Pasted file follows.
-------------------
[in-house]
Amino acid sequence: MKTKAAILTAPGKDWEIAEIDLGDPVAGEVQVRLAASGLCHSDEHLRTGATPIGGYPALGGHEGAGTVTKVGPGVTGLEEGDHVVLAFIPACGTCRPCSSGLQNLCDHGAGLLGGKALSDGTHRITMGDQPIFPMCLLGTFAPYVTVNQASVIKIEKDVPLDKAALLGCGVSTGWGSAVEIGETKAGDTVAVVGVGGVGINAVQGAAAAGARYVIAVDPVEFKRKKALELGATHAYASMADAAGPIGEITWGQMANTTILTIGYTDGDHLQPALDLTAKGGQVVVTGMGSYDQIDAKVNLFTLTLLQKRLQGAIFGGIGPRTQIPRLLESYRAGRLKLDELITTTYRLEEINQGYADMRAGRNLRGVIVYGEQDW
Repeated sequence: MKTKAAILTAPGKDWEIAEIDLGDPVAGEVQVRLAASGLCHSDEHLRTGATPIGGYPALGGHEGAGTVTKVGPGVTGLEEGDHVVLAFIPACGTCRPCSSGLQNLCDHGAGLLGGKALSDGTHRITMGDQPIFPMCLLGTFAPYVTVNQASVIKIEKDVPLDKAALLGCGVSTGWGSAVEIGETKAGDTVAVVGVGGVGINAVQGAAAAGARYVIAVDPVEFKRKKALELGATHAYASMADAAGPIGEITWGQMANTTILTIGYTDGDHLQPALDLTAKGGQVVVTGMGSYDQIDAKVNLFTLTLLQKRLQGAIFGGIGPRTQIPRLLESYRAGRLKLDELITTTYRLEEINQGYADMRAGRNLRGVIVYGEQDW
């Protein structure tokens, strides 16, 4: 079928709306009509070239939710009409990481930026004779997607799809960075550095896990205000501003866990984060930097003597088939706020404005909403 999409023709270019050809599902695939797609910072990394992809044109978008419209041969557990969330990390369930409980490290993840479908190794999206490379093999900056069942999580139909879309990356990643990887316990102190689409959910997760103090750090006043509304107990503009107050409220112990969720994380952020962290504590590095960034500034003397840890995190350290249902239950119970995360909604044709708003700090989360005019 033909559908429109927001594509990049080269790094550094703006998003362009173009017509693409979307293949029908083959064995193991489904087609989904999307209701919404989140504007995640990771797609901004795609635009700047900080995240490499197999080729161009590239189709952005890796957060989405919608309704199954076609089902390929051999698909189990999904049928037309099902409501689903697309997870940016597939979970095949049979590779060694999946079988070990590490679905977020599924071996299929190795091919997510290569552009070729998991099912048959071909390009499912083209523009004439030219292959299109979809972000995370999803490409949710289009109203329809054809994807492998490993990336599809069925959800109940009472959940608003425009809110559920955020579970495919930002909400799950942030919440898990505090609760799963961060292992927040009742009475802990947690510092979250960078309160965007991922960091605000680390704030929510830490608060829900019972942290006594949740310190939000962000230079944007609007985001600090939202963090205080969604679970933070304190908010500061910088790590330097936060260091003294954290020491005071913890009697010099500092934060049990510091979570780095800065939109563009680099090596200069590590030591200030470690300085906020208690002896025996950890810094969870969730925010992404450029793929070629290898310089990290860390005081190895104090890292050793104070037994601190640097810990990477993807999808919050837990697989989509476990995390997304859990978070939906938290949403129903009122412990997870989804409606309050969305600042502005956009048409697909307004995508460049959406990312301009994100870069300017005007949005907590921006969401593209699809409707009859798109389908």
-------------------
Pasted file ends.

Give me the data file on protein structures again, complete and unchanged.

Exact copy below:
[in-house]
Amino acid sequence: MKTKAAILTAPGKDWEIAEIDLGDPVAGEVQVRLAASGLCHSDEHLRTGATPIGGYPALGGHEGAGTVTKVGPGVTGLEEGDHVVLAFIPACGTCRPCSSGLQNLCDHGAGLLGGKALSDGTHRITMGDQPIFPMCLLGTFAPYVTVNQASVIKIEKDVPLDKAALLGCGVSTGWGSAVEIGETKAGDTVAVVGVGGVGINAVQGAAAAGARYVIAVDPVEFKRKKALELGATHAYASMADAAGPIGEITWGQMANTTILTIGYTDGDHLQPALDLTAKGGQVVVTGMGSYDQIDAKVNLFTLTLLQKRLQGAIFGGIGPRTQIPRLLESYRAGRLKLDELITTTYRLEEINQGYADMRAGRNLRGVIVYGEQDW
Repeated sequence: MKTKAAILTAPGKDWEIAEIDLGDPVAGEVQVRLAASGLCHSDEHLRTGATPIGGYPALGGHEGAGTVTKVGPGVTGLEEGDHVVLAFIPACGTCRPCSSGLQNLCDHGAGLLGGKALSDGTHRITMGDQPIFPMCLLGTFAPYVTVNQASVIKIEKDVPLDKAALLGCGVSTGWGSAVEIGETKAGDTVAVVGVGGVGINAVQGAAAAGARYVIAVDPVEFKRKKALELGATHAYASMADAAGPIGEITWGQMANTTILTIGYTDGDHLQPALDLTAKGGQVVVTGMGSYDQIDAKVNLFTLTLLQKRLQGAIFGGIGPRTQIPRLLESYRAGRLKLDELITTTYRLEEINQGYADMRAGRNLRGVIVYGEQDW
């Protein structure tokens, strides 16, 4: 079928709306009509070239939710009409990481930026004779997607799809960075550095896990205000501003866990984060930097003597088939706020404005909403 999409023709270019050809599902695939797609910072990394992809044109978008419209041969557990969330990390369930409980490290993840479908190794999206490379093999900056069942999580139909879309990356990643990887316990102190689409959910997760103090750090006043509304107990503009107050409220112990969720994380952020962290504590590095960034500034003397840890995190350290249902239950119970995360909604044709708003700090989360005019 033909559908429109927001594509990049080269790094550094703006998003362009173009017509693409979307293949029908083959064995193991489904087609989904999307209701919404989140504007995640990771797609901004795609635009700047900080995240490499197999080729161009590239189709952005890796957060989405919608309704199954076609089902390929051999698909189990999904049928037309099902409501689903697309997870940016597939979970095949049979590779060694999946079988070990590490679905977020599924071996299929190795091919997510290569552009070729998991099912048959071909390009499912083209523009004439030219292959299109979809972000995370999803490409949710289009109203329809054809994807492998490993990336599809069925959800109940009472959940608003425009809110559920955020579970495919930002909400799950942030919440898990505090609760799963961060292992927040009742009475802990947690510092979250960078309160965007991922960091605000680390704030929510830490608060829900019972942290006594949740310190939000962000230079944007609007985001600090939202963090205080969604679970933070304190908010500061910088790590330097936060260091003294954290020491005071913890009697010099500092934060049990510091979570780095800065939109563009680099090596200069590590030591200030470690300085906020208690002896025996950890810094969870969730925010992404450029793929070629290898310089990290860390005081190895104090890292050793104070037994601190640097810990990477993807999808919050837990697989989509476990995390997304859990978070939906938290949403129903009122412990997870989804409606309050969305600042502005956009048409697909307004995508460049959406990312301009994100870069300017005007949005907590921006969401593209699809409707009859798109389908």